Daiki Kameda, who controversially retained his IBF super flyweight crown despite a defeat last December, said Wednesday that he is returning the belt.
“It’s bad since I lost. This I admit,” said Kameda at Narita airport before departing for training in the United States. “I apologize for causing trouble.”
Kameda lost his unification title bout against Liborio Solis of Venezuela last December after Solis failed to make weight.
The International Boxing Federation had said prior to the bout that both titles would become vacant in the event Solis won, but inexplicably overturned its own rule and declared Kameda the IBF champion despite his defeat.
The ruling sparked a controversy with the Japan Boxing Commission, which claimed that the Kameda camp was negligent in reporting that its fighter could retain the IBF crown win, lose or draw, although it was aware of this fact in advance.
In February, the JBC announced it would not permit the renewal of licenses for Shinji Yoshii, the Kameda Gym’s chairman, and its manager, Satoshi Shima, as a punishment for causing the confusion.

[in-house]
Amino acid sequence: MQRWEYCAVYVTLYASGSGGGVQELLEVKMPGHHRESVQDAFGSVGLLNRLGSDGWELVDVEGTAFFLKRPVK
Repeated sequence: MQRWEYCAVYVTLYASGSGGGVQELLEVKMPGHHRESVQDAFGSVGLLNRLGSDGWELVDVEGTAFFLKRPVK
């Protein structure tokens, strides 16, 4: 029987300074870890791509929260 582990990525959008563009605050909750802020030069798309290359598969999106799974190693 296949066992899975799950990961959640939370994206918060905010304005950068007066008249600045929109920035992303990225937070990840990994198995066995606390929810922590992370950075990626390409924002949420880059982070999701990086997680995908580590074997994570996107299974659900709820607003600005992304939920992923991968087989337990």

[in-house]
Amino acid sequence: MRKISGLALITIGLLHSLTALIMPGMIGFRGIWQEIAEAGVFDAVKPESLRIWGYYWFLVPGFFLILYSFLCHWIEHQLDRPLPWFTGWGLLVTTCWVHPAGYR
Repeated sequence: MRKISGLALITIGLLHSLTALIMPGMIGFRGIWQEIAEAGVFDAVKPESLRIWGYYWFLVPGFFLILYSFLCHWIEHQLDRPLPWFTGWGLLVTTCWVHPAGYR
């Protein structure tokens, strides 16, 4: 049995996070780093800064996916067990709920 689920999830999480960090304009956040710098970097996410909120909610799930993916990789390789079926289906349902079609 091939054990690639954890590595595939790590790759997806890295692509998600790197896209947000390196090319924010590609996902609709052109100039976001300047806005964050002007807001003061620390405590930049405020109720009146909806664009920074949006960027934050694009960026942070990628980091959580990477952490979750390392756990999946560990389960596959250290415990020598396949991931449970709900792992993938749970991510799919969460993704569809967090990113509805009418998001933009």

The JBC’s measure effectively bans the three Kameda brothers from fighting in Japan unless the gym appoints a new chairman and manager.
The JBC said the same day it has received a letter of apology from the IBF, accepting full responsibility for causing the mix-up.
“The IBF frankly recognized that the JBC was not to blame,” JBC chairman Hiroshi Akiyama said at a news conference in Tokyo. “It’s best that this type of situation be quickly resolved. To some extent, I want to commend the Kameda camp (for returning the belt).”
Lindsey Tucker, an IBF supervisor who was in charge of setting the rules for the fight, will not be allowed to supervise fights in Japan for the immediate future.